U.S., Japan reaffirm collaboration in Indo-Pacific, globally
By Tetsushi Kajimoto
TOKYO (Reuters) -U.S. Treasury Secretary Janet Yellen on Tuesday reaffirmed the importance of U.S.-Japan cooperation on a range of common priorities in the Indo-Pacific and globally in her first telephone talks with Japanese Finance Minister Shunichi Suzuki.
The brief talks took place as Washington sought to boost ties with Japan and other regional powerhouses to maintain peace and stability in the Indo-Pacific region to counter China in the face of geopolitical risks such as the status of Taiwan.
"(Yellen) welcomed ongoing collaboration between the United States and Japan across a range of common priorities in the Indo-Pacific and globally," the U.S. Treasury said in a statement issued an hour after the phone talks.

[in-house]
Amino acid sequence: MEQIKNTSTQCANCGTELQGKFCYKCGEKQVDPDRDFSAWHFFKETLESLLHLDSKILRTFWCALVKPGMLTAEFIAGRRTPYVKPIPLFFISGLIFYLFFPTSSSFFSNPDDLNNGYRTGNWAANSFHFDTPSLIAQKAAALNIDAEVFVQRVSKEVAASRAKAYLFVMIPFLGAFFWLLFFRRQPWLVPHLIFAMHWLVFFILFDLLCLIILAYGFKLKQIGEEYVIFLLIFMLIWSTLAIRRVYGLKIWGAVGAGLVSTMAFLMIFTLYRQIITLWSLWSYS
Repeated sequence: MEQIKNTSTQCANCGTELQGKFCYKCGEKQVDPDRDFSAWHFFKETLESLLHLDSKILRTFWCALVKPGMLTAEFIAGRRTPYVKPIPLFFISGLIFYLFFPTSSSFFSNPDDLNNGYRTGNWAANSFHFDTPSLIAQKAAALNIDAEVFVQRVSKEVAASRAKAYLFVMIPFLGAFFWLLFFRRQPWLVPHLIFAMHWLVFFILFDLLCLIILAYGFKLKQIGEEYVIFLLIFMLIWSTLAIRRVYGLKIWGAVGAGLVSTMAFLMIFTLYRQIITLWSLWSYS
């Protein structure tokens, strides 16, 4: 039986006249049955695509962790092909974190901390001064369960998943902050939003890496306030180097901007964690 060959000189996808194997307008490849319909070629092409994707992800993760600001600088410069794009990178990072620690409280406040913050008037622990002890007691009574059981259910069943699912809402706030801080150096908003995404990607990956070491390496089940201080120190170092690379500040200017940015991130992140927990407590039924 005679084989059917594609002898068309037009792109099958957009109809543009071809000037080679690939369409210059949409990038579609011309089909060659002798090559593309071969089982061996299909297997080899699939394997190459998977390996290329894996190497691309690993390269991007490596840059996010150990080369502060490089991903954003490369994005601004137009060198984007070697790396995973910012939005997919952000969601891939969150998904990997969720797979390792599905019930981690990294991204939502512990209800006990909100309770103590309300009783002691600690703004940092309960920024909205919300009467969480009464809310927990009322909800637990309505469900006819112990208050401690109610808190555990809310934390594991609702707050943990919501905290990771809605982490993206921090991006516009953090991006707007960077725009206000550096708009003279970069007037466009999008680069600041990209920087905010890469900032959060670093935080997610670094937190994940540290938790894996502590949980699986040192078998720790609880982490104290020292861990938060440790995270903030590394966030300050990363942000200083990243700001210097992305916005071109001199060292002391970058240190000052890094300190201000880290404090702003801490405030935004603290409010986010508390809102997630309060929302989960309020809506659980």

"The Secretary looks forward to continuing to strengthen the bilateral relationship and to working closely with Japan to advance shared interests like supporting a broad-based and durable recovery from the pandemic."
Suzuki told reporters on Tuesday the two sides discussed the importance of bilateral coordination to tackle global issues such as implementation of a global tax agreement and fighting a resurgence of the pandemic given the emergence of the Omicron variant.
The two did not exchange views on currencies, Suzuki said, but added that Yellen did mention inflation when discussing the U.S. economy.
"Stability in currencies is important. We are closely watching foreign exchange markets and their impact on the Japanese economy," Suzuki said when asked about gains in the yen on worries about Omicron.
Risk aversion sent the dollar tumbling to a low of 112.99 on Monday before reversing to 113.80 yen on Tuesday.
(Reporting by Tetsushi Kajimoto; Additional reporting by Takaya YamaguchiEditing by Sonya Hepinstall)
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